1. Don’t take anything personally: Share from your heart and be yourself. It is none of your business what others think about you because you cannot stop people from judging you. As a businessperson, who became an officer’s spouse, it was quite the adventure. I was different. I, as the spouse of the Commanding Officer, was navigating new territory with little experience. Most of the spouses at that level had many years of experience in the Navy culture. During a meeting of officer spouses, I, as a “newbie” asked for help in understanding the culture. One spouse made an unnecessary and unkind comment. Another spouse immediately said, “Terry, you teach us about the civilian world, and we will teach you about the Navy culture.” As I got to know her, she was a brilliant leader in her own right.

2. Ask for help: Asking for help is never a weakness. It is a sign of strength. Anyone who fears asking for help risks not having enough information and unnecessarily making mistakes, which takes more time and effort, and in business can truly affect the bottom line. Any leader who discourages someone asking for help would benefit from rethinking that mindset. To serve well, I needed to ask for help and learn, which meant asking many questions and being open to listening and understanding.

3. Set Strong Boundaries: I was so focused on serving, and doing a great job, that my boundaries were non-existent. My being available 24/7 to my amazing Ombudsman, the spouses, and the families, caused me after two and a half years to experience a deep and wide burnout. I did not know how to turn off the service mindset. The lesson learned was that boundaries are important, and you MUST take care of yourself first because if you do not, you cannot serve and help others.

4. Communicate: Communicating well is key to great relationships at work and home. My fellow spouses and Ombudsman were my team. When we all spoke up and shared, there was clarity and understanding. When fear got in the way for some reason and stopped any of the spouses from asking questions, or offering an opinion, it compromised the team and mistakes were made. We learned we had to talk.

5. Listen to your intuition: There are many stories of military leaders listening to intuition and succeeding. There were times I did not listen, and it was those times that affected my family the most. I was so wrapped up in the doing, and all the “have to” things that I did not stop and go within myself. If I had, I would have done things differently for my family and myself. I would have slowed down, avoided taking-on so much, and let go of the feeling that I had something to prove. Intuition is huge, and listening to it will save time and effort.

Do you think your experience in the military helped prepare you for business? Can you explain?

Yes, without question! Being a military spouse, and now a military mom since my oldest is a Navy LT, has taught me how to listen, observe, ask questions, and lead to serve instead of expecting to be served. I saw how leading to serve created a positive culture and happy people that served the Command and the Navy well. I also witnessed Commands where ego was in control, creating a culture of very unhappy people. Today these observations influence my own leadership and how I deliver training and coaching for my clients.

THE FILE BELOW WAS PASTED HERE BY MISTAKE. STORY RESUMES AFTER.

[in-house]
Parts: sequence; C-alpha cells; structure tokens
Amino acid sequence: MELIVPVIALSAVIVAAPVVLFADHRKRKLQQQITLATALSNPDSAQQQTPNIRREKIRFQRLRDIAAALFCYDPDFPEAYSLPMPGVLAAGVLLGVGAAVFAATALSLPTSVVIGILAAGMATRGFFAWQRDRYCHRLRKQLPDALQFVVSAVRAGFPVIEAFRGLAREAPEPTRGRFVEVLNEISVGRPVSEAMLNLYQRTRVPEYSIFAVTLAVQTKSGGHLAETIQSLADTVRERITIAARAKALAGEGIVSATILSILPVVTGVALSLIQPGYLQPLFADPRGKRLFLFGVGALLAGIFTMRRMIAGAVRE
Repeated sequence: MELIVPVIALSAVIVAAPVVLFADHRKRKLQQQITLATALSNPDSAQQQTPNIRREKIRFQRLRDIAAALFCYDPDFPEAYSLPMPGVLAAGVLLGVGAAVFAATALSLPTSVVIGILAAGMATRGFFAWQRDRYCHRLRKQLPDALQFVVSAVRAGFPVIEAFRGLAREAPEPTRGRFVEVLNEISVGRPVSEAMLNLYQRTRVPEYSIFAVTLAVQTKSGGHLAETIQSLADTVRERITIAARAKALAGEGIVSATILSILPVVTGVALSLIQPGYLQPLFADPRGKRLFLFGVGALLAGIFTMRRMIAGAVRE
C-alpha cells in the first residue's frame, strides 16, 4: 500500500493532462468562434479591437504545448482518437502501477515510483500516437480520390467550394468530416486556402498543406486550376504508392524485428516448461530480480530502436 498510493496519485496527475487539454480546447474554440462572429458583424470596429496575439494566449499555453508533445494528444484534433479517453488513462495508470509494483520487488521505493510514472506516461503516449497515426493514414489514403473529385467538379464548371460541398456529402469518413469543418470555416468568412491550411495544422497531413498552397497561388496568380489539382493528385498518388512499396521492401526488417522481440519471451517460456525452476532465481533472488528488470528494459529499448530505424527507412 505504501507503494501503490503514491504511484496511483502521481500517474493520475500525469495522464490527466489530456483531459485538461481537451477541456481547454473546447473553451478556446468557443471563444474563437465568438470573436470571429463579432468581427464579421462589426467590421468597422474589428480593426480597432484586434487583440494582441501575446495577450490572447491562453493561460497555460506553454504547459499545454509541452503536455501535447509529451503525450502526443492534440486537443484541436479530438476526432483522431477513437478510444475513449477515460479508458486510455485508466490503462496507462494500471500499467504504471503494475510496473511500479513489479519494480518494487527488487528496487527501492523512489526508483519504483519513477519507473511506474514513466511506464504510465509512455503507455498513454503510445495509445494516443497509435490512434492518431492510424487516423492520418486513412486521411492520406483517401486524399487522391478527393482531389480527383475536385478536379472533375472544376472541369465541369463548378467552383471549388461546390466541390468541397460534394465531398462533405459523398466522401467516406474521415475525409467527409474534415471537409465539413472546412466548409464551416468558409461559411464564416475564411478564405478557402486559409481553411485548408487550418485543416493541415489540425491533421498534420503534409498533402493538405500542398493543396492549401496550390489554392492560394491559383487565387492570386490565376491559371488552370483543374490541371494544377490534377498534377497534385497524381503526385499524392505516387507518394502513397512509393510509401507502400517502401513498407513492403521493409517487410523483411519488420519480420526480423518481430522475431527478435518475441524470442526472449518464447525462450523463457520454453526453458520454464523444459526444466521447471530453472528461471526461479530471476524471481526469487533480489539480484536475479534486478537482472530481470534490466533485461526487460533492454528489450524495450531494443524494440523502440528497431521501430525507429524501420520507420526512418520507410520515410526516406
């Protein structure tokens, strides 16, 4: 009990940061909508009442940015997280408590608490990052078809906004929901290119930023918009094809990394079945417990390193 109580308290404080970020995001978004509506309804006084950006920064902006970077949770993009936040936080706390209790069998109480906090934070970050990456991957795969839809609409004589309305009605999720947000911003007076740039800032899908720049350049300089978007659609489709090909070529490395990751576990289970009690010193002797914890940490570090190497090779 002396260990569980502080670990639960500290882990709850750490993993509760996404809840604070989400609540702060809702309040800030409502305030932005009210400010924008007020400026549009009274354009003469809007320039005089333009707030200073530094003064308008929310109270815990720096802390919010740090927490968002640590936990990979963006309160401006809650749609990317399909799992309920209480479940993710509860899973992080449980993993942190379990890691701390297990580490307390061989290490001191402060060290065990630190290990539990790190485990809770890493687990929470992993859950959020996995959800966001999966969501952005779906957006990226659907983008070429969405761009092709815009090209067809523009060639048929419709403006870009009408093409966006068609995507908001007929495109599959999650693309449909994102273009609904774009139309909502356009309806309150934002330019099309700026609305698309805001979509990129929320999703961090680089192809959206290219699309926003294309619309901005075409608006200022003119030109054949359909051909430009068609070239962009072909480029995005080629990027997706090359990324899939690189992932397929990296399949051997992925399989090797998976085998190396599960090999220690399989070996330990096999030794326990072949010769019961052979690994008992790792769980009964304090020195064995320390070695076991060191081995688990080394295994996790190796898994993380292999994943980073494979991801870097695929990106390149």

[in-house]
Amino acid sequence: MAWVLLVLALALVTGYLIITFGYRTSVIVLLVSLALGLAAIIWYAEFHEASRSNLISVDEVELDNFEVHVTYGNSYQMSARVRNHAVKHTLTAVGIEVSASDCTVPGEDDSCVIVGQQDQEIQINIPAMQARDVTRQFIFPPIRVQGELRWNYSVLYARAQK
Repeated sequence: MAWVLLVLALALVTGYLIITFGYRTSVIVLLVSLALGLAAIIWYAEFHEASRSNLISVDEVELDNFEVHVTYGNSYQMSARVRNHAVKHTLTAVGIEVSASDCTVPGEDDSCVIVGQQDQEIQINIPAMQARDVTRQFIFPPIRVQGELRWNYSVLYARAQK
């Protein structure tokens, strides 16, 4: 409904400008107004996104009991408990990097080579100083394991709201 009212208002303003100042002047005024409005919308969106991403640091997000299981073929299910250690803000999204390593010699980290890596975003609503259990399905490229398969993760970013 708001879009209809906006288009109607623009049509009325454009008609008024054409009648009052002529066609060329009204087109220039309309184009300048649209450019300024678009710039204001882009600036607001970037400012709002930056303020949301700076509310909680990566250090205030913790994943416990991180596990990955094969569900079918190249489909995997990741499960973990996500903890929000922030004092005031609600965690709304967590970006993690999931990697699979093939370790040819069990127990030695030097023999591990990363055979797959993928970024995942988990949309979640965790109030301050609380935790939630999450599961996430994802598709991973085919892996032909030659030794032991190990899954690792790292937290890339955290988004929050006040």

As you know, some people are scarred for life by their experience in the military. Did you struggle after your deployment was over? What have you done to adjust and thrive in civilian life that others may want to emulate?

Burned out, and suffering very poor health as a result, differs from the PTSD and scarring experienced by military personnel and first responders. Does it invalidate my experience? No. To heal myself, I searched for holistic solutions to reverse the intense effects of burnout. When I was ready, it seemed like the Universe was listening and the right holistic modality showed up to heal my body. All of the tools I used contributed to continuous healing and are stored in my “Shiftology Toolkit” which I tap into when needed. Over the last 20 years, I became a Reiki Master, Emotional Freedom Technique (EFT) Coach, Emotion Code Practitioner, NLP Practitioner and HeartMathÒ Coach to heal myself. My healing journey has put me in a position to work with business clients who want to release emotional baggage that weighs them down and blocks success in wealth and health in business and life.

Are you working on any exciting new projects now? How do you think that will help people?

I am currently building the online Intuitive LeadershipÒ Business Wisdom School. An online experience, it will offer courses to assist leaders and business owners to begin an inward journey of positive self-development so they can serve their clients, employees and families.

What advice would you give to other leaders to help their team to thrive?

Get clear on your goals, set your boundaries, ask questions, and most importantly listen to your intuition. Be the model for the behavior you expect from your people and listen to them too. They see things that you do not and, asking for their perceptions, can elevate everyone. Step out of judgement and stay neutral as you listen carefully.

None of us are able to achieve success without some help along the way. Is there a particular person who you are grateful towards who helped get you to where you are? Can you share a story about that?

There are actually two people who really helped to get me where I am in leadership.

During my husband’s Executive Officer tour, we had three Commanding Officers’ wives who influenced me tremendously. One of those spouses stood-out among the three women. She taught me exactly what to do to lead well. The way she communicated and respected the spouses was amazing. Because of it they respected her in return. She was loved because she cared, listened and served with heart.